A couple of years ago I featured, for a whole week, a particular cookery book originating in Norwich, the lovely city in Norfolk where I am currently staying. The book was The Art of Cookery and Pastery Made Easy and Familiar, in upwards of two hundred different receipts and bills of fare, never before made public, and it was published in 1769. The author, a J. Skeat lived in the centre of the city, very close to the cathedral, for the front page says: ‘Printed for the Author and Sold by him at his House next Door to the Maid’s Head, in St. Simon’s’ (this being the district close to the cathedral.)
It turns out that the Maid's Head Hotel lays claim to being the oldest continuingly operating hotel in the UK, having been dispensing food and beverages since the late thirteenth century. It is not often one has the opportunity to take refreshment in a thirteenth century establishment, but yesterday I had that exciting (for a food historian) pleasure. One might almost say a visit was an obligation, so I obliged.
I am particularly delighted that the inn was frequented by a favourite of mine - the eighteenth century Reverend Parson James Woodforde. The Parson kept a diary for forty-odd years, and diligently rccorded most of his meals, which is why I am so fond of him. He makes several mentions of the Inn in his journal, including one on June 15, 1791, when he dined there after attending a service at the cathedral and the Bishops Court.
"After the Court was adjourned we walked to the Maid's-Head Inn, where most of the Clergy of the Chancellor dined and spent the afternoon, about 34 Clergy dined together. For our dinner we each paid 0.3.0. The Bishop gave the Wine at and after Dinner one Bottle between two Clergymen."
I would ordinarily give you the links to the blog posts which have featured the good Parson, but I am on holiday and i-Padding it, so if you want to read them, may I ask that you search for his name in the box in the sidebar?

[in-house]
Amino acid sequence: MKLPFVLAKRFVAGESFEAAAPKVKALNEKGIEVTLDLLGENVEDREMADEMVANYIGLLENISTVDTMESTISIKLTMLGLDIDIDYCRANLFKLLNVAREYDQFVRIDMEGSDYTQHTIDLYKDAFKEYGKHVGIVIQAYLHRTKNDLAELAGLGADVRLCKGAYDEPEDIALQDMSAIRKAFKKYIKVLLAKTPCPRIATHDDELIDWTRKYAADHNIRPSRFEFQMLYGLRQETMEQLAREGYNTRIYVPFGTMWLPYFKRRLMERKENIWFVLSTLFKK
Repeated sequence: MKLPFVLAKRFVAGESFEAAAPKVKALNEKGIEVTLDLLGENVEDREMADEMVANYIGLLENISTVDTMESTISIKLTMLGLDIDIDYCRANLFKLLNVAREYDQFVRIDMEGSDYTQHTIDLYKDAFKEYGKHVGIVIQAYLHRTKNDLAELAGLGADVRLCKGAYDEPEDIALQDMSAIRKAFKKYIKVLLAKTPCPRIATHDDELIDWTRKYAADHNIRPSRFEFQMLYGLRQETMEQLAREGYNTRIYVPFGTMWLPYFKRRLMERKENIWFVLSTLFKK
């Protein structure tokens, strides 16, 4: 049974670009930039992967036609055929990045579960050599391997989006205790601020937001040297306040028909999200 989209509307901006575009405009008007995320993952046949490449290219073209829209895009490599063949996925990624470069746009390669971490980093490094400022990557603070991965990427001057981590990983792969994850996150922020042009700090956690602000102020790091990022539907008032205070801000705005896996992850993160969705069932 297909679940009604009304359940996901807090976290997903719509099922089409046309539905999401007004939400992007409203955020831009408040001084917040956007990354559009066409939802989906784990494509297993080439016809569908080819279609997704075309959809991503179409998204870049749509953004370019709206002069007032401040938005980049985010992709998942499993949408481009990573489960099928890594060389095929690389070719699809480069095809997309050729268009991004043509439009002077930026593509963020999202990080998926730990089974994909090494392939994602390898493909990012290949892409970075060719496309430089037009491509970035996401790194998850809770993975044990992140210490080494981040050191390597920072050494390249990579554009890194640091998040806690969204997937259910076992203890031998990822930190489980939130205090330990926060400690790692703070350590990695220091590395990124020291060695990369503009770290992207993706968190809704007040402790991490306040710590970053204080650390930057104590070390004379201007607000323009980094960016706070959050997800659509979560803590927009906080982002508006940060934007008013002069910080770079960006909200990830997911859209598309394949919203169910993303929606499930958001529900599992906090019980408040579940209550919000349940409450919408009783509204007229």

An even more illustrious visitor to the Inn, if rumours are correct, was Queen Elizabeth I, in 1587. The hostelry clearly predates the Virgin Queen's visit, so the name is not in honour of the royal personage. It seemed unlikely that the name referenced some sort of local ritual virgin sacrifice, so I was left in ignorance of its origins until I actually entered the premises. A large board at the entry to the bar gives the far more prosaic explanation.
Known in ancient times as 'Murtel' or 'Moldes Head' from 'Old Maid',
a Norfolk name for skate fish, the Maids Bar is built in the ruins of a
monastery founded in 1096 by Bishop Herbert de Losinga.
Recipe for the Day.
I gave a number of recipes from Mr Skeat's book during the previous series, so for no other reason than that there is a co-incidence of naming, I have chosen a nice little something from Cookery for Maids of All Work (London, 1856) by Mrs Warren . It might be better to make these yourself than trust the servant with the gin bottle.
Cherries in Gin.
Take Morella cherries, when black ripe, run a fine needle through each cherry, put them into a wide- mouth bottle, a pickle bottle will do, with layers of powdered loaf sugar and layers of cherries, with a few cloves, let them stay a night; add more cherries and sugar if the others have sunk, then fill up with gin, then cork them down. They will be ready in two months, and in the winter is an agreeable and cheap substitute for wine.
In retrospect, I should probably have given you a recipe for skate!
Quotation for the Day.
From today's cookbook, some advice to servant girls.
A GOOD SERVANT WILL NOT REPLY TO A MISTRESS, NOR LISTEN TO EVIL THINGS SAID OF HER.
SAUCY ANSWERS DO NO GOOD.
LET SILENCE BE THE BEST ANSWER A SERVANT CAN MAKE.
UNDER ALL CIRCUMSTANCES NEVER UTTER AN UNTRUTH.
BE HONEST IN DEED, BE HONEST IN WORD.
DRESS ACCORDING TO PLACE, AND AS THE FUTURE WIFE OF AN HONEST WORKING MAN SHOULD DO.